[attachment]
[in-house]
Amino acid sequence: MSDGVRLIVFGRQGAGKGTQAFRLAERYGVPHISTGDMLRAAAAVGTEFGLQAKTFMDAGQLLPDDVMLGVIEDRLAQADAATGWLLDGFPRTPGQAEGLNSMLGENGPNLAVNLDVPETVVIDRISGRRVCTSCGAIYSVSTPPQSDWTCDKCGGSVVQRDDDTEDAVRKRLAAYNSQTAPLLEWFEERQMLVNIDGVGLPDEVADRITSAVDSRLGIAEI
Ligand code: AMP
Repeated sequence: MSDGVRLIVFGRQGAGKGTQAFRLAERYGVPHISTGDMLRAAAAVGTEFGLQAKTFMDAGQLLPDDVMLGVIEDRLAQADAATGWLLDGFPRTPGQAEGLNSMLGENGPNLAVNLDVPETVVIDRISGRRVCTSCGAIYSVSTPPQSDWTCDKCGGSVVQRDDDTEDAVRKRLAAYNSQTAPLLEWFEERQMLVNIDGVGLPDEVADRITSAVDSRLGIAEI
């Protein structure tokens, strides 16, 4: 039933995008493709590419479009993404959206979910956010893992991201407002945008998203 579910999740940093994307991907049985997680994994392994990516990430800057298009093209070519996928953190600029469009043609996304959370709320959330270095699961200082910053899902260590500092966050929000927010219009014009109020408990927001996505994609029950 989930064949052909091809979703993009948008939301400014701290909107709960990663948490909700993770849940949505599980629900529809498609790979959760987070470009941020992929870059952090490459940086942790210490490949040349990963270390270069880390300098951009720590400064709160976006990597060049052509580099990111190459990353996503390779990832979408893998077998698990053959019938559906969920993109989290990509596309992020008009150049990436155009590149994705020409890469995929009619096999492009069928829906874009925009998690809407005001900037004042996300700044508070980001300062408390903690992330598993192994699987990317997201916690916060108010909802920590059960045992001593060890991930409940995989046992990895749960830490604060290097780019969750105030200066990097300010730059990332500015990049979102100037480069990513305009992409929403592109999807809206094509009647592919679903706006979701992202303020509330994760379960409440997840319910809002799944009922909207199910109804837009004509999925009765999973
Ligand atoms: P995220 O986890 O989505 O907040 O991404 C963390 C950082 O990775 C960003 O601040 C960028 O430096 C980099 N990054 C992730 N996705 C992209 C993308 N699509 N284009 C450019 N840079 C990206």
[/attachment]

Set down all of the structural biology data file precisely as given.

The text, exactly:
[in-house]
Amino acid sequence: MSDGVRLIVFGRQGAGKGTQAFRLAERYGVPHISTGDMLRAAAAVGTEFGLQAKTFMDAGQLLPDDVMLGVIEDRLAQADAATGWLLDGFPRTPGQAEGLNSMLGENGPNLAVNLDVPETVVIDRISGRRVCTSCGAIYSVSTPPQSDWTCDKCGGSVVQRDDDTEDAVRKRLAAYNSQTAPLLEWFEERQMLVNIDGVGLPDEVADRITSAVDSRLGIAEI
Ligand code: AMP
Repeated sequence: MSDGVRLIVFGRQGAGKGTQAFRLAERYGVPHISTGDMLRAAAAVGTEFGLQAKTFMDAGQLLPDDVMLGVIEDRLAQADAATGWLLDGFPRTPGQAEGLNSMLGENGPNLAVNLDVPETVVIDRISGRRVCTSCGAIYSVSTPPQSDWTCDKCGGSVVQRDDDTEDAVRKRLAAYNSQTAPLLEWFEERQMLVNIDGVGLPDEVADRITSAVDSRLGIAEI
């Protein structure tokens, strides 16, 4: 039933995008493709590419479009993404959206979910956010893992991201407002945008998203 579910999740940093994307991907049985997680994994392994990516990430800057298009093209070519996928953190600029469009043609996304959370709320959330270095699961200082910053899902260590500092966050929000927010219009014009109020408990927001996505994609029950 989930064949052909091809979703993009948008939301400014701290909107709960990663948490909700993770849940949505599980629900529809498609790979959760987070470009941020992929870059952090490459940086942790210490490949040349990963270390270069880390300098951009720590400064709160976006990597060049052509580099990111190459990353996503390779990832979408893998077998698990053959019938559906969920993109989290990509596309992020008009150049990436155009590149994705020409890469995929009619096999492009069928829906874009925009998690809407005001900037004042996300700044508070980001300062408390903690992330598993192994699987990317997201916690916060108010909802920590059960045992001593060890991930409940995989046992990895749960830490604060290097780019969750105030200066990097300010730059990332500015990049979102100037480069990513305009992409929403592109999807809206094509009647592919679903706006979701992202303020509330994760379960409440997840319910809002799944009922909207199910109804837009004509999925009765999973
Ligand atoms: P995220 O986890 O989505 O907040 O991404 C963390 C950082 O990775 C960003 O601040 C960028 O430096 C980099 N990054 C992730 N996705 C992209 C993308 N699509 N284009 C450019 N840079 C990206």